The beginning, middle and end of a trilogy all present unique challenges that must be met to be considered successful.
The first must set the stage and get people hooked on the premise. The second must show that it’s not a one trick pony, that there is more than meets the eye while delivering on the established premise. The finale must bring the entirety of the experience together in a cohesive manner while leaving as few loose ends as possible.
In the case of the Raven’s second act, it both succeeds and fails in what it must accomplish.
The story picks up immediately after the cliffhanger ending of the first episode where Zellner’s very life is threatened. Dazed in a drug induced state and restrained to a chair, he must find a way to escape certain doom in order to find the answer to the question, “who is the Raven?”
To delve deep into the storyline and the events that unfold would be doing a disservice to the readers as that is the selling point of an adventure game like the Raven so I will keep the spoilers down a minimum.
What I will say however is that there is a rather drastic shift in perspectives and much of the episode will play out from the shoes of the supposed, “Raven”. The player will revisit the train and the boat from episode one and be able to see events play out from the other side.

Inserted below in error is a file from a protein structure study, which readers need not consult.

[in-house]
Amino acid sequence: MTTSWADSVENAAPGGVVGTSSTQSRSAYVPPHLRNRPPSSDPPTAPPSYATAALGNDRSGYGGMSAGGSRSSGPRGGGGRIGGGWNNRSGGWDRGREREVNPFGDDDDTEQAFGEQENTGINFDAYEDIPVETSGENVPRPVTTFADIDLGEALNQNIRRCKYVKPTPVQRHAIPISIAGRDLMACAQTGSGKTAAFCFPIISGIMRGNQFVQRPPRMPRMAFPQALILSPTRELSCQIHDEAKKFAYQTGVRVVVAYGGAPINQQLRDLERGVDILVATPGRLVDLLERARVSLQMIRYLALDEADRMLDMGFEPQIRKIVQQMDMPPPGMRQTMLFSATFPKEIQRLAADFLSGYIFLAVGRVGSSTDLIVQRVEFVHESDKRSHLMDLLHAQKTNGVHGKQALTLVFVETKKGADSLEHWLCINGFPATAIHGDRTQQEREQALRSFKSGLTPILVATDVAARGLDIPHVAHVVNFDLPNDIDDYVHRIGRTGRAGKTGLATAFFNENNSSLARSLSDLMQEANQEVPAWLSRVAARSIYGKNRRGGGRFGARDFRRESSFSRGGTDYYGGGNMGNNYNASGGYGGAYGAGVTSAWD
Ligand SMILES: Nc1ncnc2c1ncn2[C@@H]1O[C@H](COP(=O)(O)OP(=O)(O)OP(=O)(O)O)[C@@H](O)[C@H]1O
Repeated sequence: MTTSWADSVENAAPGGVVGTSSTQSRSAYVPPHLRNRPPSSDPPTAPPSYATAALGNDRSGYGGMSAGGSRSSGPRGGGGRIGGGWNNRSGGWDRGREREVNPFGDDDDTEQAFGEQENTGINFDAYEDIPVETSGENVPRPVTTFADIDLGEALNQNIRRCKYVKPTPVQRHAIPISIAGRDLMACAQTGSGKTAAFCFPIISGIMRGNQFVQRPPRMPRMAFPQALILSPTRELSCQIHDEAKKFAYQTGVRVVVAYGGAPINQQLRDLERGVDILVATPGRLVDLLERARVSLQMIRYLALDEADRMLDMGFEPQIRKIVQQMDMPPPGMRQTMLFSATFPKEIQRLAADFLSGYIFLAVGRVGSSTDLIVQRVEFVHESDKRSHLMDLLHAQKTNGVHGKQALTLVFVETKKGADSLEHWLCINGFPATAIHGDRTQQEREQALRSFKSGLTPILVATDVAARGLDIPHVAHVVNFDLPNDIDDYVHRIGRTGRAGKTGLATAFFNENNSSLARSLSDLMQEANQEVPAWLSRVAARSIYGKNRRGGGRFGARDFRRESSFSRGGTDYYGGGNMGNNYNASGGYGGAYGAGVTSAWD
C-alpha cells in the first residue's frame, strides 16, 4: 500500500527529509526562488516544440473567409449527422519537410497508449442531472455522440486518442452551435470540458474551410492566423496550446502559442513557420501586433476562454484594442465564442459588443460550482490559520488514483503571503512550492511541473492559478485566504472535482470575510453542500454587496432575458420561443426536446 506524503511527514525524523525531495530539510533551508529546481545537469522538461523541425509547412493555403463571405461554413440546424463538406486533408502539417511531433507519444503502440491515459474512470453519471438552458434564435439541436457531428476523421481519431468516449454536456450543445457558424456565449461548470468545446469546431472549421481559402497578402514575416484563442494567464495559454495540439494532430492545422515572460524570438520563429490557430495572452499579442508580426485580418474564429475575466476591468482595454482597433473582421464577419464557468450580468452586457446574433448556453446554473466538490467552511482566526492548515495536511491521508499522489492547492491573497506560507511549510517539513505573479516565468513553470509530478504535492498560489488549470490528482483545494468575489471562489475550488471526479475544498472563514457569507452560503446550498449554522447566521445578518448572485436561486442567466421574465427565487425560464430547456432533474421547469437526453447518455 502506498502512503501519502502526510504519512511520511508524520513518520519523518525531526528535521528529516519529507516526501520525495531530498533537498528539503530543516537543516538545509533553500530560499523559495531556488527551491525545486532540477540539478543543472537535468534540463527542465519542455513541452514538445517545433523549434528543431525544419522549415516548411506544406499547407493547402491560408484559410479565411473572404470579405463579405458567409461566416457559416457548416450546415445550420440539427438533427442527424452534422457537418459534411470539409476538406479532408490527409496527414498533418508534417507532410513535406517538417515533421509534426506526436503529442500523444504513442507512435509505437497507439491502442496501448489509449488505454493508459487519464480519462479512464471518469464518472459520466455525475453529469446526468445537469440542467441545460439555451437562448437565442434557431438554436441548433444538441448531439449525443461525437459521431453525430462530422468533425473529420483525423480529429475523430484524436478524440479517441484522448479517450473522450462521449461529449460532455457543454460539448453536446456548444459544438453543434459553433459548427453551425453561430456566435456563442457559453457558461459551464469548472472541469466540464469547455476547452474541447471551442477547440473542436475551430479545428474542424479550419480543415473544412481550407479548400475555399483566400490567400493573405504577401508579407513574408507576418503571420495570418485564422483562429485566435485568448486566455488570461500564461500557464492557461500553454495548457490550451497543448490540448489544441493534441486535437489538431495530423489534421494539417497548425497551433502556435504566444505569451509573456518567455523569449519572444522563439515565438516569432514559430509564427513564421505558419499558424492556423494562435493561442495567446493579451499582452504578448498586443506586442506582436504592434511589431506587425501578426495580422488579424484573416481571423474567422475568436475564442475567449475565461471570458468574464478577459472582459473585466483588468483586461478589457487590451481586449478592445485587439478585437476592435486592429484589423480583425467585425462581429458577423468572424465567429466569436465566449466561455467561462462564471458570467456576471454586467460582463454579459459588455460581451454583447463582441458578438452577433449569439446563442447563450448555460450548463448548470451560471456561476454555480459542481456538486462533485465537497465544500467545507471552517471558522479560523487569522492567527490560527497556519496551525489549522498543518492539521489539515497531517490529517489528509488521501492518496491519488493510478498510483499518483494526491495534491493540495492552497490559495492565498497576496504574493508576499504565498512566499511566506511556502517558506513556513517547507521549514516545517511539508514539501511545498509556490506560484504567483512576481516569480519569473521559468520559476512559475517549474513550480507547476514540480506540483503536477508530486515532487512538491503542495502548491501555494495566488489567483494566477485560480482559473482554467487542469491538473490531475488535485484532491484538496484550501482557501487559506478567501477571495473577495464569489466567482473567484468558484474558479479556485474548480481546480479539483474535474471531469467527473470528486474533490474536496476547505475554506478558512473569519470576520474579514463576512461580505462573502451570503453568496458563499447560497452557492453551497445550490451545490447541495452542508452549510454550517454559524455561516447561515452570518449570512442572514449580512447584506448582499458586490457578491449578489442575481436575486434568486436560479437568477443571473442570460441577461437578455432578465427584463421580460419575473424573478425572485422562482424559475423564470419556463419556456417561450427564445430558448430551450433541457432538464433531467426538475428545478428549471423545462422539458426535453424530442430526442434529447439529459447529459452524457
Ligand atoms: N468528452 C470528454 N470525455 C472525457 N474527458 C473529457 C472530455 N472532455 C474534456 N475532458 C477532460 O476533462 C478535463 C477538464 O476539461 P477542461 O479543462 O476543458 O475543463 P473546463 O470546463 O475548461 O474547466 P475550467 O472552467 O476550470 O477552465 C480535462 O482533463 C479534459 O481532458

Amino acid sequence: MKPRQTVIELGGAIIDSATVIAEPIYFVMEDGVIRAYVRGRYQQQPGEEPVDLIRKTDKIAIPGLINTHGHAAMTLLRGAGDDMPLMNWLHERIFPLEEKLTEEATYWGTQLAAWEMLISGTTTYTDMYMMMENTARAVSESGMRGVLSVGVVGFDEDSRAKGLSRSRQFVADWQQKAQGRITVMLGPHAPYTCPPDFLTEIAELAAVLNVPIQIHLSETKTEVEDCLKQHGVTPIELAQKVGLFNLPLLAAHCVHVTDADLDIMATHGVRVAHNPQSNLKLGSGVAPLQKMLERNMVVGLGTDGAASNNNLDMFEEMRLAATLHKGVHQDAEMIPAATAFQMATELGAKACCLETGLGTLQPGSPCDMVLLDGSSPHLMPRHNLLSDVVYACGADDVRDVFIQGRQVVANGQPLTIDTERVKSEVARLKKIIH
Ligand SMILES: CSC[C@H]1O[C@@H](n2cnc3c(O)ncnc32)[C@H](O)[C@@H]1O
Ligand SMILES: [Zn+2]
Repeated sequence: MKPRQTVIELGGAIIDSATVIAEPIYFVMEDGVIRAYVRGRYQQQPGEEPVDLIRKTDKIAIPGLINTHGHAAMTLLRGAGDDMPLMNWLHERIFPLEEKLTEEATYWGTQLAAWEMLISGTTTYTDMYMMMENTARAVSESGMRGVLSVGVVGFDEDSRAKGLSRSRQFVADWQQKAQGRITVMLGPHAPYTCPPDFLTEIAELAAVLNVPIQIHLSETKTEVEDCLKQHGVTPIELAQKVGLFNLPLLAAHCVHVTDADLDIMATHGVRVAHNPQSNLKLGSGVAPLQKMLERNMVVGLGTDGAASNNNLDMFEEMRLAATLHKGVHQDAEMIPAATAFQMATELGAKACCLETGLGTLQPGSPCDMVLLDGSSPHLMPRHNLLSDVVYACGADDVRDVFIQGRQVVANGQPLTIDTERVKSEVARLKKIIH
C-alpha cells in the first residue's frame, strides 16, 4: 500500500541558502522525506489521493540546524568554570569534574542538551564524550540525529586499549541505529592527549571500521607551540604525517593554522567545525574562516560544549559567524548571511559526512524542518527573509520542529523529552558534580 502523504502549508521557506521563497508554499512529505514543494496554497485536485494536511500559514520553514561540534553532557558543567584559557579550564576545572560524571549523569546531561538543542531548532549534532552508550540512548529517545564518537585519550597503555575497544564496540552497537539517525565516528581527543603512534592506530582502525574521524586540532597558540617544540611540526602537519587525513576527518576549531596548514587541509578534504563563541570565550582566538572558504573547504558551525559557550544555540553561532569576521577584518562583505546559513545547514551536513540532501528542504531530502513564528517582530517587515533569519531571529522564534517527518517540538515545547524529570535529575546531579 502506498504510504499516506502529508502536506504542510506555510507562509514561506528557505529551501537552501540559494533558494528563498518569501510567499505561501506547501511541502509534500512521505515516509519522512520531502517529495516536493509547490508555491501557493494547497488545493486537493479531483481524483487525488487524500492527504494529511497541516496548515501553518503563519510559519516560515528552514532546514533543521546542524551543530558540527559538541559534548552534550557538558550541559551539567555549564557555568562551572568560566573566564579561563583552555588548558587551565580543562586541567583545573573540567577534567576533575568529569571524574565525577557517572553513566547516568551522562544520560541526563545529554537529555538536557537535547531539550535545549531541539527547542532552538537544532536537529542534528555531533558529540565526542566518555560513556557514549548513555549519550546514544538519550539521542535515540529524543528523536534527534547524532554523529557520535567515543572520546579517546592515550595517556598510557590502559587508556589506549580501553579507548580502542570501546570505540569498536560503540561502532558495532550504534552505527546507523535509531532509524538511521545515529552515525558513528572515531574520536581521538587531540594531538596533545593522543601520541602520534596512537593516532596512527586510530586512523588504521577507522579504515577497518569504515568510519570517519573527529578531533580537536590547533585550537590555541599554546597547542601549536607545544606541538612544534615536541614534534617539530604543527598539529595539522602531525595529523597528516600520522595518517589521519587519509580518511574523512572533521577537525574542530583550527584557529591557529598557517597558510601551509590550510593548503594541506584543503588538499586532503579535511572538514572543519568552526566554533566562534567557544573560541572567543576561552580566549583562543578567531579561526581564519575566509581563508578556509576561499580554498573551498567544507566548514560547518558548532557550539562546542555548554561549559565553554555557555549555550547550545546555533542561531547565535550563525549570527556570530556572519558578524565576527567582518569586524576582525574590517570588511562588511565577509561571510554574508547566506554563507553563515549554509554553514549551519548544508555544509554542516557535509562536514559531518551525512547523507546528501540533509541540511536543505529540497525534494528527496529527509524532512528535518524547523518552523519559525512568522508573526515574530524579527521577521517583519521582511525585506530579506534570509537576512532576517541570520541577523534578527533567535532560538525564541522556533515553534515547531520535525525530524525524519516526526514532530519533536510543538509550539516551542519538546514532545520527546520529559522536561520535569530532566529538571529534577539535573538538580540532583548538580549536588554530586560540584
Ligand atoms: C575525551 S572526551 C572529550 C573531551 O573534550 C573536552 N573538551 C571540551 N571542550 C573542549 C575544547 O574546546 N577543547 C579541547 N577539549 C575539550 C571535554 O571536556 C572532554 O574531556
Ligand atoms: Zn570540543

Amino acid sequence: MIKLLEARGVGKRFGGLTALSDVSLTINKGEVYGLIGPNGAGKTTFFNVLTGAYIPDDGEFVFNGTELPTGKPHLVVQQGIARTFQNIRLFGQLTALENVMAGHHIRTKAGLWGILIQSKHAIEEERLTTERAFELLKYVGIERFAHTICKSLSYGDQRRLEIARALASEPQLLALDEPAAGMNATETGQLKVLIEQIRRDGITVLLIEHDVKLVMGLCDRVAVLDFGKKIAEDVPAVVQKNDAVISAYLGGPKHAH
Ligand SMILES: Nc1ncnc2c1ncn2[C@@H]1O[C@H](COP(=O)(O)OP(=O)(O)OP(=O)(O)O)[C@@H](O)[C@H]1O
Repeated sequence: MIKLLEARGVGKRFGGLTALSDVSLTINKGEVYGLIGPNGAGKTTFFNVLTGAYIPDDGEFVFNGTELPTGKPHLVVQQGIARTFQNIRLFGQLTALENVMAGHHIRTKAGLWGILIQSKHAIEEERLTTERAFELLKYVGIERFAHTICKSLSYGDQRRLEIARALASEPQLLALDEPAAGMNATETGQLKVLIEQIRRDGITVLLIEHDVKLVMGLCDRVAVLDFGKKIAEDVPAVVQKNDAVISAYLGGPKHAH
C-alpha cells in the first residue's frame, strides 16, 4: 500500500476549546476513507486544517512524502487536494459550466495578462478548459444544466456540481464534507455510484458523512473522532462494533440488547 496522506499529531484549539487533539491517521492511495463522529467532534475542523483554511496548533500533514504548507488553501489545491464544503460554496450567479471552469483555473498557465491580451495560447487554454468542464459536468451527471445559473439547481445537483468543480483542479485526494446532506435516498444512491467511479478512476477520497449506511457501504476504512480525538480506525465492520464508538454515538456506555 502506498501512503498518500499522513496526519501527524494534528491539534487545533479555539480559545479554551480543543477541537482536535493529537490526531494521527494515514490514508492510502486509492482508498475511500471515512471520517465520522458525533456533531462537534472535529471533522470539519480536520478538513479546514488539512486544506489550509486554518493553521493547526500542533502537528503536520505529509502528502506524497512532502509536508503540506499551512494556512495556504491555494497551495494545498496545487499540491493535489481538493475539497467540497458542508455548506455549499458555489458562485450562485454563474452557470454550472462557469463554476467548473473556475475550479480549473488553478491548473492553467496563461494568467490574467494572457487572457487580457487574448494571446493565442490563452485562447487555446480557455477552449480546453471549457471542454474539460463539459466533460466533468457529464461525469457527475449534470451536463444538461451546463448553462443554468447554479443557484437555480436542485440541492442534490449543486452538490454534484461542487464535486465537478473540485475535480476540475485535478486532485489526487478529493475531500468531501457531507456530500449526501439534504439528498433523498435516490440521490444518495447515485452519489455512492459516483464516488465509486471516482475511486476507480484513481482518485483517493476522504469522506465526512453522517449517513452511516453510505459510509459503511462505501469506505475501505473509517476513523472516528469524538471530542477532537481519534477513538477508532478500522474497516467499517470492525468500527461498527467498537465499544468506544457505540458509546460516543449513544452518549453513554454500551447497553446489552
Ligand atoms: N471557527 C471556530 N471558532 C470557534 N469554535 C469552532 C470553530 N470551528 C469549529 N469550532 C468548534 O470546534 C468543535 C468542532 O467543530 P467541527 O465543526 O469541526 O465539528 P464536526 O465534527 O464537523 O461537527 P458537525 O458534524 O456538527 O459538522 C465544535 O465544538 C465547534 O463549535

It’s an excellent way to not only fill in the gaps of “how did he do it” but also to build on the character of the one they call the Raven, as till now he was an enigma, wrapped in a riddle, locked in a Rubick’s cube.
Whether he is who many claim him to be or what his true intentions are is still left to speculation but there are many revelations here that will surely surprise and delight players who had their own theories after completing episode one.
Unfortunately, while the story and plot continues to sail in strong winds, the game play and puzzles sink to the bottom of the ocean, once more.
Just as is the case in episode one, the controls are less than responsive. The characters move sluggishly and the many interactive elements are only clickable in very specific places or in such a large area that it’s often frustrating just to take a look at something or travel to a different screen.
The puzzles are few and far between and none of them felt challenging or interesting enough so much to the point that I didn’t really feel rewarded when I completed them.
Those were two points which I hoped would be addressed in the second episode so it was rather disappointing to see that there was almost nothing done in those departments.
The second episode of the Raven showed that it’s not just a one trick pony by changing up the perspective and continued on with its intriguing narrative but failed to follow through with the established premise of practical and interesting puzzles.
While those that enjoyed the first episode will have a good time playing through the halfway point of this tale, I have a feeling the finale will have to pull off quite the impressive feat to raise the Raven to being anything more than a slightly above average adventure game.
Fun Tidbit – While a person reveals himself to be “The Raven” in this episode, it’s up to you to figure out whether he’s telling the truth or not.
Review copy of game provided by publisher.